Friday, October 24, 2008

Spelchek: Deterent to Akurate Speling

"Bad spellers of the world, untie!"– Graffito

By Scoti Springfield Domeij

Are You Orthographically-challenged?

(Hint: Orthography refers to "right spelling.")

I used to be a great speller. Spell check ruined my memory.

One day during critique group, Beth said, "Is that spelled correctly?"

"It passed spell check," I replied.

"I can't believe you said that," Beth said.

Then I realized, I blindly rely too much on spell check—an imperfect correction system. I had substituted spell check for proof reading. Every time I rewrite or before I send a manuscript to my critique group or to an editor I click on "Spelling and Grammar." It's my habit.

I have always loved reading, writing and spelling. In second grade I was a spelling whiz. When I had children, I expected them to excel in these subjects. I grieved when ADHD disabled my son's reading and spelling skills. I also felt like a failure. In second grade, my son's verbal skills tested out at grade nine, even though he failed reading and spelling. My daughter-in-love sent me this email with these instructions—


Only great minds can read this This is weird, but interesting! fi yuo cna raed tihs, yuo hvae a sgtrane mnid too. Cna yuo raed tihs? Olny 55 plepoe out of 100 can. i cdnuolt blveiee taht I cluod aulaclty uesdnatnrd waht I was rdanieg.The phaonmneal pweor of the hmuan mnid, aoccdrnig to a rscheearch at Cmabrigde Uinervtisy, it dseno't mtaetr in waht oerdr t he ltteres in a wrod are, the olny iproamtnt tihng is taht the frsit and lsat ltteer be in the rghit pclae. The rset can be a taotl mses and you can sitll raed it whotuit a pboerlm. Tihs is bcuseae the huamn mnid deos not raed ervey lteter by istlef, but the wrod as a wlohe. Azanmig huh? yaeh and I awlyas tghuhot slpeling was ipmorantt! if you can raed tihs forwrad it.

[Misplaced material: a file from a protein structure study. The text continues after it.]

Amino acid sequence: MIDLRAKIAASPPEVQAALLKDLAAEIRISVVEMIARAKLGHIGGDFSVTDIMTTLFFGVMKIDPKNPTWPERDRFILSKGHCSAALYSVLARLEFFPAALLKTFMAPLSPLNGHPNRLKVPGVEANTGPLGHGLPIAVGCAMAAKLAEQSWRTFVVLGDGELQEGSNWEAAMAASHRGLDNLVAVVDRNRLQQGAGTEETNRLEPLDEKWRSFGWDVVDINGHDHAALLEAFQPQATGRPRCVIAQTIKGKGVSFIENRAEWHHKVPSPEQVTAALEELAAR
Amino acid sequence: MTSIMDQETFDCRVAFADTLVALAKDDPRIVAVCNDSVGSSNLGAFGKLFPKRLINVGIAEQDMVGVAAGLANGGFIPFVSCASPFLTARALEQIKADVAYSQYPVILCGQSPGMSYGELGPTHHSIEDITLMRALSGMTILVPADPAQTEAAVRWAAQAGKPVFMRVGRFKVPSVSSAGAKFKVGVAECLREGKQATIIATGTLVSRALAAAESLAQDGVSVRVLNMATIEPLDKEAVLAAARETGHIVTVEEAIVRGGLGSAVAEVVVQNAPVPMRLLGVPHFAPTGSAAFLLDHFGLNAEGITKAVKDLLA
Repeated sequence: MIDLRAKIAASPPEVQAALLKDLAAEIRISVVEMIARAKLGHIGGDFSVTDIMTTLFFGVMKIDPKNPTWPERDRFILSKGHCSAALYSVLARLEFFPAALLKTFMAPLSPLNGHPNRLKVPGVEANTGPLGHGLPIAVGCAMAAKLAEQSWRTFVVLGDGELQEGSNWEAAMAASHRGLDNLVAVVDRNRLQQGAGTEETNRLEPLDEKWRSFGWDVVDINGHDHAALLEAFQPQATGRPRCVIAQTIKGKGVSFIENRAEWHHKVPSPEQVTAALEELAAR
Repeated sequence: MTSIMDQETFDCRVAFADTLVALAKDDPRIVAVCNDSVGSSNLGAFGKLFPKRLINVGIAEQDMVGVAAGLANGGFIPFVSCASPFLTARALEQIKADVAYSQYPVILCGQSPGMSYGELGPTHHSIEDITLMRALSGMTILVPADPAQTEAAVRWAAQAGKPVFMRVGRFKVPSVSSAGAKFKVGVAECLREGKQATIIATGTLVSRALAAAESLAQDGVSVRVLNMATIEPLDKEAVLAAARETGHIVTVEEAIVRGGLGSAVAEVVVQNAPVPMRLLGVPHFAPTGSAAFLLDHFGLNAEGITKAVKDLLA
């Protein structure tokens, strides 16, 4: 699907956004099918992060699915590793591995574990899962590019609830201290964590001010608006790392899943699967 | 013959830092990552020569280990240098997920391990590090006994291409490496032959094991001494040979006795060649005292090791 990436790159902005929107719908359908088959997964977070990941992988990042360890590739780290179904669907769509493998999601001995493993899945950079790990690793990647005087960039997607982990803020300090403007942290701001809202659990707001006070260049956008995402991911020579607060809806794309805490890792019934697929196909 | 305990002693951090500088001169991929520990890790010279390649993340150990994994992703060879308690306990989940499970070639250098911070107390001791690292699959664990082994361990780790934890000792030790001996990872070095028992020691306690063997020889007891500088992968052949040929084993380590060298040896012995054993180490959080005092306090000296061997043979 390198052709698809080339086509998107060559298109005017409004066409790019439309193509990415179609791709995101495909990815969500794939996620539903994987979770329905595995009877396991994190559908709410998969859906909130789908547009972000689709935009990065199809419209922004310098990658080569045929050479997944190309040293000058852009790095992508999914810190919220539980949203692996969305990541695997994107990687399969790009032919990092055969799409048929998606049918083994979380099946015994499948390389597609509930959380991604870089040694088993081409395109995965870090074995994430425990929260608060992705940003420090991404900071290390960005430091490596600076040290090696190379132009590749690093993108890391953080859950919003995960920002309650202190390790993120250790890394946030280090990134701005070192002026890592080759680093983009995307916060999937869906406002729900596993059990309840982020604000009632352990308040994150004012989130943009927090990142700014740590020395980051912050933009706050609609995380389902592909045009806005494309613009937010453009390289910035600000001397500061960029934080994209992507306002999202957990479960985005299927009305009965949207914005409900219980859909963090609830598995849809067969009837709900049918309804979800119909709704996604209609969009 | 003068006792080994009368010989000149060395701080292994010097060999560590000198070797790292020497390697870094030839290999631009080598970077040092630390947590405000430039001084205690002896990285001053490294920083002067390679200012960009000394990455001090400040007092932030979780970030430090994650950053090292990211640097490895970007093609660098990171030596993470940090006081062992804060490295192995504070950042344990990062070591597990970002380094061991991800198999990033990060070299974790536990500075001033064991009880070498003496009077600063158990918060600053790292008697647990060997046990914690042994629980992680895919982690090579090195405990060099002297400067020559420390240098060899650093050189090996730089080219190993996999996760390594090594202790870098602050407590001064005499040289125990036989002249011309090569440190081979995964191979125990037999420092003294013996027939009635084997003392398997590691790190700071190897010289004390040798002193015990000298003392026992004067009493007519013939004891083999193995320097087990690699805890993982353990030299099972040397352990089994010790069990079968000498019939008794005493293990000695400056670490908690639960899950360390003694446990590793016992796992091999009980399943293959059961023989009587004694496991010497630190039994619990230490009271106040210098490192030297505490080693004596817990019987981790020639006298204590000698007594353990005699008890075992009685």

This email looked like my sons' school papers that their teachers had to decipher. Apparently, I have a great mind and so do my sons. I raced through the paragraph and so did my son. Being able to read this scrambled email proves Andrew Jackson's belief, "It's a d*#* poor mind that can think of only one way to spell a word. Did I mention that I have creative sons?

To the college professors and editors that teach, "Bad spelling makes you look lazy," I proffer, "Bad spelling is the sign of a genius or a great mind." However, dear writers, editors agree with Mark Twain who said, "The difference between the right word and the almost right word is the difference between lightning and a lightning bug."

These links provide some interesting thinking about "right spelling."

Moral of Story?

Don't relinquish the value of your knowledge to a computer or to someone that judges you—failure—if you can't spell.

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